Over the past months I’ve been actively involved in working with, and talking to, other parties about lawful access legislation. This has included speaking with members of the media, publishing an op-ed, and conducting various private discussions with stakeholders around Canada who are concerned about what this legislation may (and may not) mean. Today, in the interests of making public some of the topics of these discussions, I want to address a few things. First, I quickly summarize key elements of the lawful access legislation. Next, I note some of the potentials for how lawful access powers will likely be used. None of the potentials that I identify depend on ‘next generation’ technologies or data management/mining procedures: only technologies that exist and are in operation today are used as mini-cases. None of the cases that I outline offer significant insight into the operational working of stakeholders I’ve spoken with that can’t be reproduced from public research and records. I conclude by questioning the actual need for the expanded powers.
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The Offensive Internet: Speech, Privacy, and Reputation is an essential addition to academic, legal, and professional literatures on the prospective harms raised by Web 2.0 and social networking sites more specifically. Levmore and Nussbaum (eds.) have drawn together high profile legal scholars, philosophers, and lawyers to trace the dimensions of how the Internet can cause harm, with a focus on the United States’ legal code to understand what enables harm and how to mitigate harm in the future. The editors have divided the book into four sections – ‘The Internet and Its Problems’, ‘Reputation’, ‘Speech’, and ‘Privacy’ – and included a total of thirteen contributions. On the whole, the collection is strong (even if I happen to disagree with many of the policy and legal changes that many authors call for).
In this review I want to cover the particularly notable elements of the book and then move to a meta-critique of the book. Specifically, I critique how some authors perceive the Internet as an ‘extra’ that lacks significant difference from earlier modes of disseminating information, as well as the position that the Internet is a somehow a less real/authentic environment for people to work, play, and communicate within. If you read no further, leave with this: this is an excellent, well crafted, edited volume and I highly recommend it.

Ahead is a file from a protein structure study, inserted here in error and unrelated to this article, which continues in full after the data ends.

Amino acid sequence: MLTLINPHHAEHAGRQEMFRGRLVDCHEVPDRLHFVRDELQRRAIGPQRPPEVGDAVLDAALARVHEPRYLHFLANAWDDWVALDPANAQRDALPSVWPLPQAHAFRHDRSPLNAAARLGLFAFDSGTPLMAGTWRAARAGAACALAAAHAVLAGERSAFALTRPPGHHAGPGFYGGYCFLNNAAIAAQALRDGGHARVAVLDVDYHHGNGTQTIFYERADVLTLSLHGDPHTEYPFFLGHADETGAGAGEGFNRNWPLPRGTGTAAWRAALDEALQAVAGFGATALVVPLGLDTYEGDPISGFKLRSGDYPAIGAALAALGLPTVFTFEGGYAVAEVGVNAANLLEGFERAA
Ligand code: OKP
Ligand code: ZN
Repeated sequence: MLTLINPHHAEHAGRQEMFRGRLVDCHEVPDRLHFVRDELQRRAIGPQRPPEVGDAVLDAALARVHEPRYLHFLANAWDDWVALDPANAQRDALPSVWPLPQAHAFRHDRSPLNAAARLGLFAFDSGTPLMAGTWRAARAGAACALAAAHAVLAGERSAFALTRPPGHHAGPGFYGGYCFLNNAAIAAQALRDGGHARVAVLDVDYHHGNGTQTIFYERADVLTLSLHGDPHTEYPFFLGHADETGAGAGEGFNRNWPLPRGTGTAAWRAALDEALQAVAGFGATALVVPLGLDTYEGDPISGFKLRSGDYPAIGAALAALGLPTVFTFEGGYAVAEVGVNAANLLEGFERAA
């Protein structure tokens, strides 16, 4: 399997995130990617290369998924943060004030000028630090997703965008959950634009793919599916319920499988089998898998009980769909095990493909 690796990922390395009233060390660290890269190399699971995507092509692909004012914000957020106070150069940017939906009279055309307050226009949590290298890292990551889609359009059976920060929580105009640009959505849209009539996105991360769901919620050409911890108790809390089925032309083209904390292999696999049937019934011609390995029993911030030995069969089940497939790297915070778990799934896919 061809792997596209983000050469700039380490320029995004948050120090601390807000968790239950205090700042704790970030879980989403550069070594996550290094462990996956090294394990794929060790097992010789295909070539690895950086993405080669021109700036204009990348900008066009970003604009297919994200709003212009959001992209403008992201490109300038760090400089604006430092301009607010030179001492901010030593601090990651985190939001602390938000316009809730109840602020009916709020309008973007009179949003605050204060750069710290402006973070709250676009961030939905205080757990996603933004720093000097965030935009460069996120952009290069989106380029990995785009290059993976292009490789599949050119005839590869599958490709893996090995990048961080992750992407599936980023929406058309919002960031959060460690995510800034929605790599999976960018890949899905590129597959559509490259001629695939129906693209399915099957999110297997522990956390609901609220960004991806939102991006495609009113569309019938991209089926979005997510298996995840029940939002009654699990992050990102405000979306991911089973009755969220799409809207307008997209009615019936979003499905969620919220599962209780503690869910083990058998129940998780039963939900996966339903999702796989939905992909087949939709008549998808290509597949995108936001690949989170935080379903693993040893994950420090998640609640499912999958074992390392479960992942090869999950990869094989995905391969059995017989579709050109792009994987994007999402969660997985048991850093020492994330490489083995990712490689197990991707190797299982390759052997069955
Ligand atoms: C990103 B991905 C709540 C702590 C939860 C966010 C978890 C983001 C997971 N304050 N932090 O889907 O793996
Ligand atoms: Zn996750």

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I don’t like violence, vandalism, or other actions that generally cause destruction. Certainly there are cases where violent social dissent is a sad but important final step to fulfil a much needed social change (e.g. overthrowing a ruinous dictator, tipping the scale to defend or secure essential civil rights) but riotous behaviour following a hockey game lacks any legitimating force. Unfortunately, in the aftermath of game seven between the Vancouver Canucks and Boston Bruins a riot erupted in downtown Vancouver that caused significant harm to individuals and damage to the urban environment.
The riot itself is a sad event. What is similarly depressing is the subsequent mob mentally that has been cheered on by the social media community. Shortly after the riot, prominent local bloggers including Rebecca Bollwitt linked to social media websites and encouraged readers/visitors to upload their recordings and identify those caught on camera. In effect, Canadians were, and still are, being encouraged by their peers and social media ‘experts’ to use social media to locally instantiate a human flesh search engine (I will note that Bollwitt herself has since struck through her earliest endorsement of mob-championing). Its manifestation is seemingly being perceived by many (most?) social media users as a victory of the citizenry and inhabitants of Vancouver over individuals alleged to have committed crimes.
Perhaps unsurprisingly, I have significant issues with this particular search engine. In this post, I’m going to first provide a brief recap of the recent events in Vancouver and then I’ll quickly explain the human flesh search engine (HFSE), both how it works and the harms it can cause. I’m going to conclude by doing two things: first, I’m going to suggest that Vancouver is presently driving a local HFSE and note the prospective harms that may befall those unfortunate enough to get caught within its maw. Second, I’m going to suggest why citizens are ill-suited to carry out investigations that depend on social media-based images and reports.
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The abstract for my presentation, as well as references, have already been made available. I wasn’t aware (or had forgotten) that all the presentations from Social Media Camp Victoria were going to be recorded and put on the web, but thought that others visiting this space might be interested in my talk. The camera is zoomed in on me, which means you miss some of the context provided by slides and references to people in the audience as I was talking. (Having quickly looked/listened to some of what I say, I feel as though I’m adopting a presentation style similar to a few people I watch a lot. Not sure how I think about that…The inability to actually walk around – being tethered to the mic and laptop – was particularly uncomfortable, which comes across in my body language, I think.)
Immediately after my presentation, Kris Constable of PrivaSecTech gives a privacy talk on social media that focuses on the inability to control personal information dissemination. Following his presentation, the two of us take questions from the audience for twenty or thirty minutes.